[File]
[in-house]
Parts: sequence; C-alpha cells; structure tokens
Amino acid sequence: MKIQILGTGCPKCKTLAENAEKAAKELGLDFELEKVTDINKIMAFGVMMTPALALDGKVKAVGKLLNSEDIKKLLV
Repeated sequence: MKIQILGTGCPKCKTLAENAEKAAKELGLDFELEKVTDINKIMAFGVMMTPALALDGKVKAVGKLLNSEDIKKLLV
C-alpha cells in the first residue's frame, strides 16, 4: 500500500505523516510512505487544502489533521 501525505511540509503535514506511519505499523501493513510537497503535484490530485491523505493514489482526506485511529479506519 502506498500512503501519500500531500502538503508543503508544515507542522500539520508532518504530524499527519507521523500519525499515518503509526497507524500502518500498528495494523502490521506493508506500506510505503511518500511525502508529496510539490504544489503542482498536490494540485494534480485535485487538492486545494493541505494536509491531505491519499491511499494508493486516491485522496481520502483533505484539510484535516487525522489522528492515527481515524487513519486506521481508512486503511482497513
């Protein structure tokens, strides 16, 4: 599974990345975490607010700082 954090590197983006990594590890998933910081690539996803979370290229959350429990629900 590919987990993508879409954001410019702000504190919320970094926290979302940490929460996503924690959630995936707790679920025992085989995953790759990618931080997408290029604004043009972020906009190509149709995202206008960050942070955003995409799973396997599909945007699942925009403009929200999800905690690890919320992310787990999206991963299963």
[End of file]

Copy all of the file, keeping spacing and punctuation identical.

[in-house]
Parts: sequence; C-alpha cells; structure tokens
Amino acid sequence: MKIQILGTGCPKCKTLAENAEKAAKELGLDFELEKVTDINKIMAFGVMMTPALALDGKVKAVGKLLNSEDIKKLLV
Repeated sequence: MKIQILGTGCPKCKTLAENAEKAAKELGLDFELEKVTDINKIMAFGVMMTPALALDGKVKAVGKLLNSEDIKKLLV
C-alpha cells in the first residue's frame, strides 16, 4: 500500500505523516510512505487544502489533521 501525505511540509503535514506511519505499523501493513510537497503535484490530485491523505493514489482526506485511529479506519 502506498500512503501519500500531500502538503508543503508544515507542522500539520508532518504530524499527519507521523500519525499515518503509526497507524500502518500498528495494523502490521506493508506500506510505503511518500511525502508529496510539490504544489503542482498536490494540485494534480485535485487538492486545494493541505494536509491531505491519499491511499494508493486516491485522496481520502483533505484539510484535516487525522489522528492515527481515524487513519486506521481508512486503511482497513
């Protein structure tokens, strides 16, 4: 599974990345975490607010700082 954090590197983006990594590890998933910081690539996803979370290229959350429990629900 590919987990993508879409954001410019702000504190919320970094926290979302940490929460996503924690959630995936707790679920025992085989995953790759990618931080997408290029604004043009972020906009190509149709995202206008960050942070955003995409799973396997599909945007699942925009403009929200999800905690690890919320992310787990999206991963299963």